|dc.description.abstract||The behavior of railway systems, in particular the overhead contact line (OCL), is considered
in this thesis. The modelling of such systems with the use of the finite element method are
important to carry out, both to determine the systems static and dynamic behavior. The
dynamic behavior is primarily related to the relationship between the overhead contact line
and the pantograph, which should ensure stable currents to the train.
The aim for this study was to make a numerical model of a simplified, laboratory version
of an OCL. The laboratory model consisted of two spans approximately 15m long, with a
support in the middle. The finite element modelling was carried out both by the use of
Python scripting, and by the use of Abaqus/CAE version 6.14 as numerical software.
Laboratory measurements were conducted, primarily to validate the numerical model,
but also to compare the behavior of the laboratory model in relation to existing OCLs. The results of the measurements indicated that the laboratory model was approximately 3-4 stiffer
in the vertical direction, compared to existing OCLs.
The numerical model was compared with the measurements conducted in the laboratory,
which comparison primarily was related to natural frequencies and the variation of
elasticity along the span. Comparison between the results obtained in the laboratory and
the numerical results showed the same trend both due to natural frequency and elasticity,
but the numerical model was created both less stiff and more dense than the laboratory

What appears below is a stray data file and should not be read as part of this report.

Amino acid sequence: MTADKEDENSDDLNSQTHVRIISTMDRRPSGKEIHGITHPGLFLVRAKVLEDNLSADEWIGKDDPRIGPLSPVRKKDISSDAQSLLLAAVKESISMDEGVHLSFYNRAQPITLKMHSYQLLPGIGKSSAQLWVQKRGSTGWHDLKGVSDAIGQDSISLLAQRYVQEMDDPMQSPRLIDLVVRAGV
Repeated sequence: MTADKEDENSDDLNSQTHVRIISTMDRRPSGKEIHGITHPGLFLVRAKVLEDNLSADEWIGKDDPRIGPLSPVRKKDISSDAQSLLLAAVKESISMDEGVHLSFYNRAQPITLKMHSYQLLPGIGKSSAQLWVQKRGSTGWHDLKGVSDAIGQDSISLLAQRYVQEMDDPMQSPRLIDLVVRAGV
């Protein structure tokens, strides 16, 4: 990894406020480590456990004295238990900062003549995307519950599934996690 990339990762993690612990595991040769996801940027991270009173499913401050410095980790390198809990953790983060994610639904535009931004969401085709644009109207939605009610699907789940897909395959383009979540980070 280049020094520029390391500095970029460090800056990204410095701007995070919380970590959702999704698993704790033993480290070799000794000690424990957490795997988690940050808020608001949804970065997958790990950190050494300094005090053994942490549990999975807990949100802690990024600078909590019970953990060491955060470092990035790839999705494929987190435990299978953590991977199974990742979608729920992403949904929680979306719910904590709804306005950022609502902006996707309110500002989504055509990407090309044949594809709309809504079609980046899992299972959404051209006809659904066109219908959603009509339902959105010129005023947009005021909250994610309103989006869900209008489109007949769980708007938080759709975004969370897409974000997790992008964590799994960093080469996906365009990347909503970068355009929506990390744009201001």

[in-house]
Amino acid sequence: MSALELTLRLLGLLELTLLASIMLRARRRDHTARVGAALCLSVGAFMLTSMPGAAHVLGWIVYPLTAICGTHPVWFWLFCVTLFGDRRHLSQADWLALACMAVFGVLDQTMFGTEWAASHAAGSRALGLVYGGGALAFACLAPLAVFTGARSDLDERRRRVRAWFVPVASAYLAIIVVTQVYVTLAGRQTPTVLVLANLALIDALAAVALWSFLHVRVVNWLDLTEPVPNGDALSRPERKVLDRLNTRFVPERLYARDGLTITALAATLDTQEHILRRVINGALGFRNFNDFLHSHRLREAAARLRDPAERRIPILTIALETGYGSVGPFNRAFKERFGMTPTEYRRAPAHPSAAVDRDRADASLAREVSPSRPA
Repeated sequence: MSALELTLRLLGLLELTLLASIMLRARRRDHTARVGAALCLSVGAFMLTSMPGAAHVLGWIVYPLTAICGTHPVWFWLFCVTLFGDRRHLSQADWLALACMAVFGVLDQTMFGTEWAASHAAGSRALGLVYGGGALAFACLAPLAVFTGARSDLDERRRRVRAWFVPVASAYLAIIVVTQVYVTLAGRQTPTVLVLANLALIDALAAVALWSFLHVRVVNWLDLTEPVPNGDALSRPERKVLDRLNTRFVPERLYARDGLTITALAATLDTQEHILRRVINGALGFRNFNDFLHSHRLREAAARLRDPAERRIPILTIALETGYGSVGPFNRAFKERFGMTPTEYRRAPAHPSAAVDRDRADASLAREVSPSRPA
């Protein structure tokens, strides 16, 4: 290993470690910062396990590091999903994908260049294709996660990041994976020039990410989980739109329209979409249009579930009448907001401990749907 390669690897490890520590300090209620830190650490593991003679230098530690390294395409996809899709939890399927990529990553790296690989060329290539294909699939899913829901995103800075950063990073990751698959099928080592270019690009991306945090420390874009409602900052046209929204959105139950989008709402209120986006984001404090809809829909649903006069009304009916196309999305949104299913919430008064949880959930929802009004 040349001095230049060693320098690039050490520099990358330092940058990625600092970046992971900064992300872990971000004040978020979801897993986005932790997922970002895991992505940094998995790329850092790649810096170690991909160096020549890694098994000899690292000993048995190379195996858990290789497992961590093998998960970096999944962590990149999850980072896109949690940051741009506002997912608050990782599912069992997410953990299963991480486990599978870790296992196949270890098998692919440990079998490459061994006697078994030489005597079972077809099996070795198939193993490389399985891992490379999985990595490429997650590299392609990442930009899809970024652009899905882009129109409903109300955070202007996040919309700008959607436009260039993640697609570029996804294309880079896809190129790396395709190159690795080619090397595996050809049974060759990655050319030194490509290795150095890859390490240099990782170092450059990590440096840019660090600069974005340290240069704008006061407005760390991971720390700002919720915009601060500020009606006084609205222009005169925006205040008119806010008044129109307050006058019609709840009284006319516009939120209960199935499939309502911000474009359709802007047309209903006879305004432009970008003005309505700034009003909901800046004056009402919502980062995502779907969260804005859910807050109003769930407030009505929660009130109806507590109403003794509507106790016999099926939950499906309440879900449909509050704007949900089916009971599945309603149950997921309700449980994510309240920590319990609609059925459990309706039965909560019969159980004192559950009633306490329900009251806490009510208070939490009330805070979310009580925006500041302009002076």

model. Despite the latter, the numerical model was regarded as plausible in comparison to
the laboratory model, and it was further used in two parameter studies.
The parameter studies performed were related to:
1. The development of the first vertical natural frequency, for varied tension in the contact
2. The effect of removing droppers from the system, in relation to the first and the second
vertical natural frequency.
The results obtained in these parameter studies showed first of all that the development of
the first natural frequency was dependent on whether it was the contact or messenger wire
that was applied the highest magnitude of tension.
Further, the removal of a dropper in the model seemed to have more effect on the first
natural frequency, than the second natural frequency.
In future work, it is recommended that natural frequencies of higher modes than the first
and the second are investigated. The development of the first natural frequency of existing
OCLs should be compared with the results obtained in the parameter study made in this
thesis, to further validate the conclusions made.||